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8 Ways Productive People Win the Battle of Busyness

8 Ways Productive People Win the Battle of Busyness

Busyness-addicted people often confuse being busy with being productive. This is because of a cognitive connection in our brain; in some cases, busyness can give us a fake perception of productivity. However, being productive requires a completely different set of skills than simply staying busy.

A very easy way to illustrate this idea is when we are facing a problem. Unproductive people prefer to do something quickly instead of doing nothing, even if doing nothing is the right solution. It requires more effort to analyse the situation and decide not to do anything than to instinctively start doing something. However, inactivity can be seen by other as a lack of effort or intention.

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Check out these ways productive people win against the battle of busyness so you can too become more productive.

1. They spend time thinking before acting

Planning is sometimes perceived as a waste of time. But having the right plan in place is extremely important as it will help you execute the task in a more organised way and you will obtain better results. As Abraham Lincoln said, “Give me six hours to chop down a tree and I will spend the first four sharpening the axe.”

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2. They don’t keep saying how busy they are

Busyness-addicted people love to tell others how busy they are because it helps them deal with their own stress. By doing so, they are passing on some pressure to others who, in their opinion, should also be very busy. Productive people instead focus on their tasks when they are working on them and not during the rest of the time. They don’t need other people to reassure their busyness levels.

3. They prioritise to spend their time wisely

To be productive it is necessary to prioritise and decide what can you commit to. Then, say no to the rest. This helps productive people to manage their own energy and not to waste their vitality on those things that are not worth it.

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4. They do less things better

Trying to cover too many things normally results in disaster. Instead, productive people focus on less things, doing some of them exceptionally and the rest adequately. As it is impossible to do everything well, productive people know what their strengths are and they concentrate on them.

5. They use the right tools to free up their time

Technology used in the right way helps us to become more productive. Using the right apps and tools help productive people to increase their productivity in the workplace. To accomplish everyday tasks they also use the apps and gadgets that best help them with their personal productivity.

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6. They finish work on time

Following schedules and finishing work on time is key. Setting up time frames to finish tasks helps productive people to avoid procrastination and makes them much more likely to finish their tasks on time. Busyness-addicted people tend to continue working at the end of the day which means they never disconnect, making them less productive during working hours.

7. They know how to spend their free time

Productive people appreciate having free time. They generally have hobbies and look forward to plans with their friends and family during the weekend or on holiday. Busyness-addicted people find it difficult to occupy their mind with things other than work.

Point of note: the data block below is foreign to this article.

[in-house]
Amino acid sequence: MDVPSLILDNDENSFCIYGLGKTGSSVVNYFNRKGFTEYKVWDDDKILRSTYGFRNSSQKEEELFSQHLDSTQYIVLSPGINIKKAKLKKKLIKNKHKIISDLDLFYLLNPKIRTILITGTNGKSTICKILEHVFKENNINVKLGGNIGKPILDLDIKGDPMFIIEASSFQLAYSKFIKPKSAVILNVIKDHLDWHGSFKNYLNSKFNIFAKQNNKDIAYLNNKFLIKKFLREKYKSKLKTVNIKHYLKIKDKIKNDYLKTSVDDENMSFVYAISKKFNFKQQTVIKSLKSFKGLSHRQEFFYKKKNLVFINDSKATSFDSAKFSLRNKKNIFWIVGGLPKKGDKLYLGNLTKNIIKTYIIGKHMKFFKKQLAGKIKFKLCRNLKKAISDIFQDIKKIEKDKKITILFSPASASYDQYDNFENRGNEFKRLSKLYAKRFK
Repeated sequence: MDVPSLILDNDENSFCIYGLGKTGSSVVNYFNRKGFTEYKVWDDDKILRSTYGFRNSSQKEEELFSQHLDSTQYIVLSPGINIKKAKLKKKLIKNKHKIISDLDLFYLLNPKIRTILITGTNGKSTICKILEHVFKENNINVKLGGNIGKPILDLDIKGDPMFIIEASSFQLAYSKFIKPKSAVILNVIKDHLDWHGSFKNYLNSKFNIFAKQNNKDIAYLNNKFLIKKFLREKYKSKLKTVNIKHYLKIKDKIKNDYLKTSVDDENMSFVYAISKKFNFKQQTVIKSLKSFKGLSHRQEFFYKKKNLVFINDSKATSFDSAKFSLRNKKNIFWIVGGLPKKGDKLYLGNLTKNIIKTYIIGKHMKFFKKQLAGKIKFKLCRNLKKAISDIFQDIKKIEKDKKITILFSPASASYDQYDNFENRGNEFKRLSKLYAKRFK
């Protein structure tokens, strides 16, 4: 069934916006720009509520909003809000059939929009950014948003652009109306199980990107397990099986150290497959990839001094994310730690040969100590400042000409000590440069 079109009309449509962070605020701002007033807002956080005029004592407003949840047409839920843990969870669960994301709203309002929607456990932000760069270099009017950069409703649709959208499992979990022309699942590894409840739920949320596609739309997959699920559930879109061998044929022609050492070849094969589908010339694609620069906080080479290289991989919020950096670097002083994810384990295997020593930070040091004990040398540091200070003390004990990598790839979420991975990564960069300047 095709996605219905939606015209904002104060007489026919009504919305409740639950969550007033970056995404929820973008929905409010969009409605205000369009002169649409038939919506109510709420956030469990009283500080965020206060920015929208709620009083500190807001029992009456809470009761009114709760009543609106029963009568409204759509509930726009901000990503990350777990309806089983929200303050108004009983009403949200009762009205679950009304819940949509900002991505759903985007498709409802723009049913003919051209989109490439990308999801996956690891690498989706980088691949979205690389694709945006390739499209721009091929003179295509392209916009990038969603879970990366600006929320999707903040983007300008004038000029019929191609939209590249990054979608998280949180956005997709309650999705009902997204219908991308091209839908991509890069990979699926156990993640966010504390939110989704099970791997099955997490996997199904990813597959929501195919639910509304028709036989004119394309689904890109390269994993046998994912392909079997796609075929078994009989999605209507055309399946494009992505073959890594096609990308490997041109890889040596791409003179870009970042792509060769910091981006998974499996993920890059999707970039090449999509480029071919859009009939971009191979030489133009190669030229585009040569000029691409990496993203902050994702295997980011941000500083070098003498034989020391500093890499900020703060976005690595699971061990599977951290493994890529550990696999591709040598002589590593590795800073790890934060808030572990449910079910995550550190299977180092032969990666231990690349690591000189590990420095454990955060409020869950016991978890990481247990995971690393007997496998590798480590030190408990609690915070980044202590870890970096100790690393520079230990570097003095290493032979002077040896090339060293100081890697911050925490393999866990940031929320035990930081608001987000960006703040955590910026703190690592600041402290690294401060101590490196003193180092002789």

8. They do not talk about work in their spare time

As a sign to disconnect from work, it is difficult to hear productive people talking about work during their spare time. Overall, they focus on their tasks when working on them and know how to keep them out of their minds the rest of the time.

Featured photo credit: Clark Kent/Nana B Agyei via flickr.com

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Maria Onzain

Content Marketing Freelancer

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Last Updated on September 20, 2018

8 Ways to Train Your Brain to Learn Faster and Remember More

8 Ways to Train Your Brain to Learn Faster and Remember More

You go to the gym to train your muscles. You run outside or go for hikes to train your endurance. Or, maybe you do neither of those, but still wish you exercised more.

Well, here is how to train one of the most important parts of your body: your brain.

When you train your brain, you will:

  • Avoid embarrassing situations. You remember his face, but what was his name?
  • Be a faster learner in all sorts of different skills. No problem for you to pick up a new language or new management skill.
  • Avoid diseases that hit as you get older. Alzheimer’s will not be affecting you.

So how to train your brain and improve your cognitive skills?

1. Work your memory

Twyla Tharp, a NYC-based renowned choreographer has come up with the following memory workout:

When she watches one of her performances, she tries to remember the first twelve to fourteen corrections she wants to discuss with her cast without writing them down.

If you think this is anything less than a feat, then think again. In her book The Creative Habit she says that most people cannot remember more than three.

The practice of both remembering events or things and then discussing them with others has actually been supported by brain fitness studies.

Memory activities that engage all levels of brain operation—receiving, remembering and thinking—help to improve the function of the brain.

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Now, you may not have dancers to correct, but you may be required to give feedback on a presentation, or your friends may ask you what interesting things you saw at the museum. These are great opportunities to practically train your brain by flexing your memory muscles.